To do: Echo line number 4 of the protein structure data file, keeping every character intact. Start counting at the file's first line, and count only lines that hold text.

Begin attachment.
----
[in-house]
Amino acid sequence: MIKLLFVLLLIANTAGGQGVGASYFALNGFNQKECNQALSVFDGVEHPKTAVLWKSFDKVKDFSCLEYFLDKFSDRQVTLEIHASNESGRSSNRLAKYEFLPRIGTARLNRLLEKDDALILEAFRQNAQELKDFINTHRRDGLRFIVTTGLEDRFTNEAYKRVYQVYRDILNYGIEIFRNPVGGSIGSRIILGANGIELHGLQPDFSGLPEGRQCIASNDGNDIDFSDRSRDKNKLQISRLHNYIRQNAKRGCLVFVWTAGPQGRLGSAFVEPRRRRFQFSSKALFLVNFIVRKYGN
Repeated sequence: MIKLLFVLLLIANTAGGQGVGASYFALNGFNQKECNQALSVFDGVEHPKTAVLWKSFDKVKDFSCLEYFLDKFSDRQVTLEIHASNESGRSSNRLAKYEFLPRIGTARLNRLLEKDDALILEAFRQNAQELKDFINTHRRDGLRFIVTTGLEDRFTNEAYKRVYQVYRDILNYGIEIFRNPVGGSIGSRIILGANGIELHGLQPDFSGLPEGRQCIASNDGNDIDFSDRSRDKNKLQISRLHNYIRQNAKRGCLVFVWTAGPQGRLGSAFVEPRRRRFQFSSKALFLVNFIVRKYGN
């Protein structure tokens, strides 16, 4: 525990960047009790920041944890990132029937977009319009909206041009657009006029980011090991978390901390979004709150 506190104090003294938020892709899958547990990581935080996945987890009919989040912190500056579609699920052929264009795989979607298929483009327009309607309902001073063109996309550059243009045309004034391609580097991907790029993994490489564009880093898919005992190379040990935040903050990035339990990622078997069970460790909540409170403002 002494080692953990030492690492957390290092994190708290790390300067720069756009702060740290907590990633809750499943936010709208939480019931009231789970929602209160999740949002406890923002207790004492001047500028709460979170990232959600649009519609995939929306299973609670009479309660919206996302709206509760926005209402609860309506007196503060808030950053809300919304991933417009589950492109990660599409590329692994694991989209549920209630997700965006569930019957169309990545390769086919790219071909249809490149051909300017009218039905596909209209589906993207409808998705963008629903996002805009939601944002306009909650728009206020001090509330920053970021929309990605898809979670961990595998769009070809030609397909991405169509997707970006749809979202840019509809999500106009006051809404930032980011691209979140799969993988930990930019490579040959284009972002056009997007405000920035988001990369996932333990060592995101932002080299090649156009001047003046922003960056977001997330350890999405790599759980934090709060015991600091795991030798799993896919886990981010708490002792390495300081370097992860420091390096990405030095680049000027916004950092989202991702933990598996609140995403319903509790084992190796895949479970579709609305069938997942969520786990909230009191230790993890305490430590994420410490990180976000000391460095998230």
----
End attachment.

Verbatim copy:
């Protein structure tokens, strides 16, 4: 525990960047009790920041944890990132029937977009319009909206041009657009006029980011090991978390901390979004709150 506190104090003294938020892709899958547990990581935080996945987890009919989040912190500056579609699920052929264009795989979607298929483009327009309607309902001073063109996309550059243009045309004034391609580097991907790029993994490489564009880093898919005992190379040990935040903050990035339990990622078997069970460790909540409170403002 002494080692953990030492690492957390290092994190708290790390300067720069756009702060740290907590990633809750499943936010709208939480019931009231789970929602209160999740949002406890923002207790004492001047500028709460979170990232959600649009519609995939929306299973609670009479309660919206996302709206509760926005209402609860309506007196503060808030950053809300919304991933417009589950492109990660599409590329692994694991989209549920209630997700965006569930019957169309990545390769086919790219071909249809490149051909300017009218039905596909209209589906993207409808998705963008629903996002805009939601944002306009909650728009206020001090509330920053970021929309990605898809979670961990595998769009070809030609397909991405169509997707970006749809979202840019509809999500106009006051809404930032980011691209979140799969993988930990930019490579040959284009972002056009997007405000920035988001990369996932333990060592995101932002080299090649156009001047003046922003960056977001997330350890999405790599759980934090709060015991600091795991030798799993896919886990981010708490002792390495300081370097992860420091390096990405030095680049000027916004950092989202991702933990598996609140995403319903509790084992190796895949479970579709609305069938997942969520786990909230009191230790993890305490430590994420410490990180976000000391460095998230």